Film captures gritty reality of transgender life on the streets
By Joanna Wagner
LGBT Perspectives Film Critic
SAN FRANCISCO — Tangerine was not an easy movie for me to watch. It presents transgender characters in ways that are harsh. Starting on a humorous note, there is banter between two transgender street prostitutes, like the fun kind you see on TV cop shows. It’s fine for a while, but here it was between the lead characters, Sin-Dee (Kitana Kiki Rodriguez) and Alexandra (Mya Taylor), and became very dark throughout the film.
The banter helps to keep these women from losing their minds. They live in a tragic reality. Like many transgender women, they live on the fringes of society. This is especially true for women of colour. Marginalized and unemployable, they earn their living on the street. Frequently, they become drug users. It kills the pain and allows escape from their bleak lives.
The movie opens with Sin-Dee, a crazy black trans woman, emerging from a 30-day jail sentence after she took the fall for her pimp on a drug-possession charge. Thirty days is an eternity for people on the street. Her drug-dealing pimp/fiancé has taken up with a cis girl, Dinah, a classic crack whore. He doesn’t even meet Sin-Dee or pick her up when she’s released from jail. Yet she forgives him and with Alexandra in tow, launches a hunt to find the white bitch “with a vagina and everything.” In a rage, she stalks the streets looking for the woman. She doesn’t see that it’s not the other girl that’s her problem.
Running parallel is the story of Razneek, an Armenian immigrant and cab driver. Razneek has a family and an apartment. He has been drawn into the world of street life and exposes a sad truth about transgender life. Men who chase after trans women often have a desire to get intimate with a penis. Hooking up with a man would mean they were gay, an intact trans woman is another matter. If she has breasts and wears makeup, it’s okay to fellate her. Razneek leaves his family’s Christmas dinner to see Alexandra. His attraction to her trumps spending time with his two-year-old daughter.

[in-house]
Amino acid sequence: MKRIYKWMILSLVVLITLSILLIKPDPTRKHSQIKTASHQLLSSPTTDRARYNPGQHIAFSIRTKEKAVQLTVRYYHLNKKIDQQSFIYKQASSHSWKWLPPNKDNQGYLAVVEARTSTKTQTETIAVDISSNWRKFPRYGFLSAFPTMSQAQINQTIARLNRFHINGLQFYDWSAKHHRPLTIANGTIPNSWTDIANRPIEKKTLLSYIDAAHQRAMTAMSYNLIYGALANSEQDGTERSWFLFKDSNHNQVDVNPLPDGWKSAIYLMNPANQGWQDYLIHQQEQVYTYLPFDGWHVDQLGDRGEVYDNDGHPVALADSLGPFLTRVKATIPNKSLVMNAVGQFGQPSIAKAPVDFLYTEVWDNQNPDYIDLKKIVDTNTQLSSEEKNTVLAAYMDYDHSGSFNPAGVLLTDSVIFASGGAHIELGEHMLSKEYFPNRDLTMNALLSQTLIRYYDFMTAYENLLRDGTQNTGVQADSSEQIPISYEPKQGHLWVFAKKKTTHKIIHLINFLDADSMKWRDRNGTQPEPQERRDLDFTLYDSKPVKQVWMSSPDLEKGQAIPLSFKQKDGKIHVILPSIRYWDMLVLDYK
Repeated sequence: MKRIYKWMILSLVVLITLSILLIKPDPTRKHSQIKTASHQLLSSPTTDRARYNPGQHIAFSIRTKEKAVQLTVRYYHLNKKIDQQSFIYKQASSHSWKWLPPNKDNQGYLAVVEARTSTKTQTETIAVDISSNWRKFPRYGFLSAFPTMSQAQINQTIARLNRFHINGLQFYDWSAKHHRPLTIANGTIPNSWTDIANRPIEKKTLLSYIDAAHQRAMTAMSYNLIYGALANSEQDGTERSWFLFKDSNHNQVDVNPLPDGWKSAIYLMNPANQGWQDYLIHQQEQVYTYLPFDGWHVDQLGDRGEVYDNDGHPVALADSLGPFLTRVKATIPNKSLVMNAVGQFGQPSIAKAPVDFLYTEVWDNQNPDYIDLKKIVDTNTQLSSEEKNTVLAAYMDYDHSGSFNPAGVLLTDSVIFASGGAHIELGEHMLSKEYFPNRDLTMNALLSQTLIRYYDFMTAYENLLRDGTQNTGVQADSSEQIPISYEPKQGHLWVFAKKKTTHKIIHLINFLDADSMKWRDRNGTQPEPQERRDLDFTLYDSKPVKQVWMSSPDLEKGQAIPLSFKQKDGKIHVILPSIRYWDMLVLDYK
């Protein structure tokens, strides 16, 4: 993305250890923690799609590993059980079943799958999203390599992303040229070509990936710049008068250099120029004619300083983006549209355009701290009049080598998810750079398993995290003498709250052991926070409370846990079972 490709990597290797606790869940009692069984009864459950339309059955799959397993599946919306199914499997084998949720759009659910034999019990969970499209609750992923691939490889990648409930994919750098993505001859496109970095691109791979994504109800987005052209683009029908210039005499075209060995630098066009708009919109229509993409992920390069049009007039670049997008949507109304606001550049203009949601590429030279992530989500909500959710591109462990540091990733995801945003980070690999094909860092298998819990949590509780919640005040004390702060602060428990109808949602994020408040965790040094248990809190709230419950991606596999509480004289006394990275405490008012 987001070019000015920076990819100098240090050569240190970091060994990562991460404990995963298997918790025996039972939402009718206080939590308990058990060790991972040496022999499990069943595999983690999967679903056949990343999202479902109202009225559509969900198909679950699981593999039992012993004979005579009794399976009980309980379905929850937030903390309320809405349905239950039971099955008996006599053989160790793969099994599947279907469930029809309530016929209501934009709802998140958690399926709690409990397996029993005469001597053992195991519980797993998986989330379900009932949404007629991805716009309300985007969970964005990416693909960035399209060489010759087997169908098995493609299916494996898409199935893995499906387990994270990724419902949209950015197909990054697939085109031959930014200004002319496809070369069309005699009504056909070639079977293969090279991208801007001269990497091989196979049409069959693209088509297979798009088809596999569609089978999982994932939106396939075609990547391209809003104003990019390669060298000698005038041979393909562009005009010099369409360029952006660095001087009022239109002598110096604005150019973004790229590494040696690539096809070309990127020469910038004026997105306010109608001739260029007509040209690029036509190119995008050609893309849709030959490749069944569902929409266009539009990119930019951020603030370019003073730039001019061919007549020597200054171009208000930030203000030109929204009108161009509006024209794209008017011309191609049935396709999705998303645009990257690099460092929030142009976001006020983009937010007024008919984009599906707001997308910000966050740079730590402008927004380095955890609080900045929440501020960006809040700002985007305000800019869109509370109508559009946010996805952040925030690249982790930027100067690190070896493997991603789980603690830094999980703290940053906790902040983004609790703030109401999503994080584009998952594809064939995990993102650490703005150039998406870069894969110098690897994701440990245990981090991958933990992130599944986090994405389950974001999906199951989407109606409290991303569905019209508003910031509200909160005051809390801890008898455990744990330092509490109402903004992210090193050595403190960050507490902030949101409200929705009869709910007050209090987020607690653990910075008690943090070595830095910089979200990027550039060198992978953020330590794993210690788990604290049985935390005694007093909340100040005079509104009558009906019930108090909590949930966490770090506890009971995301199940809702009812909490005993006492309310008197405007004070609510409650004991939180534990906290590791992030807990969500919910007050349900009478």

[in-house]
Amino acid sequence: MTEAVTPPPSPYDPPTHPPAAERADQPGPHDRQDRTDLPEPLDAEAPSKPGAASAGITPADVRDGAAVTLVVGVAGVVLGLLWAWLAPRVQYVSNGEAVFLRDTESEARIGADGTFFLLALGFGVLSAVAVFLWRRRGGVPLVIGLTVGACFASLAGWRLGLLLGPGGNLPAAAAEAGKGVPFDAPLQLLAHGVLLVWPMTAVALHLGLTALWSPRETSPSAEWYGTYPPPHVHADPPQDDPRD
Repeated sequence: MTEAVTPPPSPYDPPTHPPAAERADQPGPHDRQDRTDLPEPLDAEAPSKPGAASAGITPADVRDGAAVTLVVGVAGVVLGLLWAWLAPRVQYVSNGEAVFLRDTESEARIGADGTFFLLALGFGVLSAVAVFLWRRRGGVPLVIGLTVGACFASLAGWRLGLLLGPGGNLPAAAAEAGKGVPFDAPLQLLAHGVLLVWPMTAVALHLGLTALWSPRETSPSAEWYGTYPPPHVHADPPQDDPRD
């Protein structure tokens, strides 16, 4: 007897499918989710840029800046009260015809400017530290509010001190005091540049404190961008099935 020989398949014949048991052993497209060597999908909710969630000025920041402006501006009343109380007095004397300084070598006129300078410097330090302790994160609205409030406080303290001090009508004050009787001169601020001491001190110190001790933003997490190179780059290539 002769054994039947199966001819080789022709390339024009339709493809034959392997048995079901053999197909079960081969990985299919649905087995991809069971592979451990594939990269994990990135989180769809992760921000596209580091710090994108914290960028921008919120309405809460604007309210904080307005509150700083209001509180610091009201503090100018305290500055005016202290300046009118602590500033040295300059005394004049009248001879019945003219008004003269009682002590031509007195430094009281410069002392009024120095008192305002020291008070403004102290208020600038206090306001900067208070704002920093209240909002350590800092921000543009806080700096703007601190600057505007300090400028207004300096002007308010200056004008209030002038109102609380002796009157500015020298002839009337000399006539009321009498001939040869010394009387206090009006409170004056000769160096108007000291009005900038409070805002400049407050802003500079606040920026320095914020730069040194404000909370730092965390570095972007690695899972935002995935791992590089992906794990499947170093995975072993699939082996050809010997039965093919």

The movie brought out a range of emotions for me: Laughter at the beginning with the antics of these black tranny hoes, followed by a growing anger at myself and the filmmakers. I was laughing at these characters; being a transgender street prostitute is not funny.
These women are dealing the best they can with a terrible situation. They’re black, transgender, poor and without resources. I could see under the bravado the desperate women looking for a way out. For Sin-Dee, this was her dream of marriage to the pimp who exploited her — “I love you, baby, now go make me some money so you can buy some drugs from me.”
For Alexandra, it was the dream of a singing career. She recruited her friends to come to a nightclub performance where she paid for the stage. It gave her hope.
I have known transgender women who have lived a similar existence. I’ve been chased off a street corner by girls who thought I was new competition, hit on by men like Razneek. I remember talking with a young prostitute outside a nightclub once. She was a sweet girl just trying to make rent. I take for granted the privilege and advantage I’ve had as a transgender woman; white, educated with a supportive family. How different my life could be.
The film was shot on an iPhone, which gave it the harsh contrast of the pale Southern California sun. Almost the entire film was shot outside. The only interiors are brief moments in a seedy hotel room and a donut shop at Highland and Santa Monica Blvd. I don’t know the exact locations of the rest of the film, but they certainly look like the gritty, empty streets of the real Hollywood. The actors, both of whom are real transgender women, were brilliant; they brought to life a wonderful script and made it believable.
Go see this movie, but don’t bring your mom.
In theatrical release, check your local listings.